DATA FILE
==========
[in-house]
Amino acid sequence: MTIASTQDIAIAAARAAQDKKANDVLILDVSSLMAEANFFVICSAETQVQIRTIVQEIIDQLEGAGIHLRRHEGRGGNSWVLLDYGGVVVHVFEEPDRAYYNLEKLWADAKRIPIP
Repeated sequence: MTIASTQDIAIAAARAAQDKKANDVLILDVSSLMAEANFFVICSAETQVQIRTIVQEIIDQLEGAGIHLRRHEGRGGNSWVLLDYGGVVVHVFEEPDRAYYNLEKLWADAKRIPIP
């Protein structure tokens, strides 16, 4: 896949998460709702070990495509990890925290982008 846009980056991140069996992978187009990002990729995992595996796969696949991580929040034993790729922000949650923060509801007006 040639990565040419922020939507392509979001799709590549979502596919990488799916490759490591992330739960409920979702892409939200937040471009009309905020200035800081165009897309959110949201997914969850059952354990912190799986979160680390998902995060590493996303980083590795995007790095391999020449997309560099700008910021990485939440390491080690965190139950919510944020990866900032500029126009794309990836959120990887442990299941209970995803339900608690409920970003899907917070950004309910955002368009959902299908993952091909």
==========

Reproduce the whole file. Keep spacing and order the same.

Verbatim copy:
[in-house]
Amino acid sequence: MTIASTQDIAIAAARAAQDKKANDVLILDVSSLMAEANFFVICSAETQVQIRTIVQEIIDQLEGAGIHLRRHEGRGGNSWVLLDYGGVVVHVFEEPDRAYYNLEKLWADAKRIPIP
Repeated sequence: MTIASTQDIAIAAARAAQDKKANDVLILDVSSLMAEANFFVICSAETQVQIRTIVQEIIDQLEGAGIHLRRHEGRGGNSWVLLDYGGVVVHVFEEPDRAYYNLEKLWADAKRIPIP
């Protein structure tokens, strides 16, 4: 896949998460709702070990495509990890925290982008 846009980056991140069996992978187009990002990729995992595996796969696949991580929040034993790729922000949650923060509801007006 040639990565040419922020939507392509979001799709590549979502596919990488799916490759490591992330739960409920979702892409939200937040471009009309905020200035800081165009897309959110949201997914969850059952354990912190799986979160680390998902995060590493996303980083590795995007790095391999020449997309560099700008910021990485939440390491080690965190139950919510944020990866900032500029126009794309990836959120990887442990299941209970995803339900608690409920970003899907917070950004309910955002368009959902299908993952091909």